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Looms

Which Loom & Why

One of the questions I’m asked regularly and also see popping up on Weaving Facebook Groups is which loom is the best to use.

We use both Kromski and Ashford Rigid Heddle looms in our workshops. The Ashford looms were bought as I started off teaching and I’ve always been very happy with Ashford products (we use their Traditional spinning wheels in our Beginners Spinning Classes).

Because we were asked all the time for looms on our Weaving workshops, it made sense to have some at the classes with us and Kromski was the company that we chose to work with.

All rigid heddle looms work in the same way so it comes purely down to your preference, what you want to make and your budget. Sadly, we’re not able to attend yarn shows at the moment which are the ideal places to try out new looms so I’ll give you a few pointers as to what I’ve found make the different to new weavers. Im purely working on Ashford v Kromski for this blog’s purposes.

  • Budget – Kromski are around about £30ish more than Ashford looms. The ratchet and pawl in the Kromski are made of metal whereas they are plastic in the Ashford. The Kromski is a slightly larger loom and the wood is a little bit thicker.

2. Storage – The Kromski Harp Forte loom folds up even with your weaving on it so if you like to take your weaving wherever you go, in your caravan etc, it’s a great little feature. The Ashford Rigid Heddle doesn’t do this, but the Ashford Knitters Loom folds up so that’s also a good option if taking your loom with you is a feature

3. Ease of use Both looms are warped up in a similar way but with one main difference. The Ashford has a warp stick attached to the loom and the Kromski’s warp stick is moveable. There is a small piece of wood called the helper included in the Kromski kit which enables the warp stick to be positioned in place while you warp up.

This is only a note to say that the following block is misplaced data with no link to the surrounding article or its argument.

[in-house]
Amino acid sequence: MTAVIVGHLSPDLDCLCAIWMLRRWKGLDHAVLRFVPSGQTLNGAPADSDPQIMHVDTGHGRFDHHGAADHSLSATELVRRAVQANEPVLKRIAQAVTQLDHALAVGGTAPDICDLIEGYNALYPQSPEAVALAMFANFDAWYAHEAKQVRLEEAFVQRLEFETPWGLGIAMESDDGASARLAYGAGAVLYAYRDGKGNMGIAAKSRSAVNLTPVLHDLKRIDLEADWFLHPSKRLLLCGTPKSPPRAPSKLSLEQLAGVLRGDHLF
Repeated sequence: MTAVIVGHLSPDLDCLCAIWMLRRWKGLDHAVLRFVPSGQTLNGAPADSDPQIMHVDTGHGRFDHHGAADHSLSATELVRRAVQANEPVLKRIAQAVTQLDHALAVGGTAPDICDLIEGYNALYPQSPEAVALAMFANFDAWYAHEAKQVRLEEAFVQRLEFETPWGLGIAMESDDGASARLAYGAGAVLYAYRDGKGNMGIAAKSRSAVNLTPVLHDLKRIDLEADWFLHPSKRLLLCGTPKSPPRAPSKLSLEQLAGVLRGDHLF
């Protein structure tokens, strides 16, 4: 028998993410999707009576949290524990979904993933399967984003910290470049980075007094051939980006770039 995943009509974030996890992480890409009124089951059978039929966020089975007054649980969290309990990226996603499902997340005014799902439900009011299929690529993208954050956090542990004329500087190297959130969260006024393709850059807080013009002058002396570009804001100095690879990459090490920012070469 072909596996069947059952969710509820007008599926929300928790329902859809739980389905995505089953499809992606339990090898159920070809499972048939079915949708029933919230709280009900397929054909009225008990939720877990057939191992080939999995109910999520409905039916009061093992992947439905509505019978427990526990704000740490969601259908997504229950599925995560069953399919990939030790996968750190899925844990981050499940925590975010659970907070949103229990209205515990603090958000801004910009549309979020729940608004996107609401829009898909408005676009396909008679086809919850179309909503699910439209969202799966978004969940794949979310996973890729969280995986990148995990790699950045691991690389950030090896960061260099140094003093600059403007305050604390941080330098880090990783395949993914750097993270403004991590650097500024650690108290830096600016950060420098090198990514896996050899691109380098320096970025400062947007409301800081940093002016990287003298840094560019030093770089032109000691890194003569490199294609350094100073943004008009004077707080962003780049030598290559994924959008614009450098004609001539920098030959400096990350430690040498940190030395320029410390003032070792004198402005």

For warping quickly, the Ashford system is more stable and easier to use. Quite often we will warp up the Ashfords first. If you like to use painted warps or create a long warp using a warping frame, then the Kromski is a great option and gives you more choice in the things you can create.

4 Warping Frame included The Kromski Harp Forte has a warping frame included in the loom. All attachments will come with your loom when it is delivered. Direct warping is brilliant and the easiest way to warp up quickly. If you want to weave more than one item or have a particularly long project to weave, you would probaby consider indrect warping. Ashford have warping frames to purchase which you would attach to your wall. I have one of these but also, if I have a longer warp to make and I’m in the boat, the warping frame on the back of the loom is great.

Sooooo, in my little miusings here I’m not 100% sure I’ve helped. I’ve tried to be complerely honest with my feelings about both looms. I really do thing both are great companies with brilliant products. Having worked with both, I would chose the Kromski, it’s a solid workhorse of a loom, is beautifully made and gives me all the options I need for my weaving.

I hope that helps. If you have any questions, by all means message me. At the time of writing, we are not able to have people over to the shed due to the virus but as soon as we can, people are welcome to come and try the looms out or if you attend a workshop and would like to use a particular loom, let us know and we can make sure we warp your choice.

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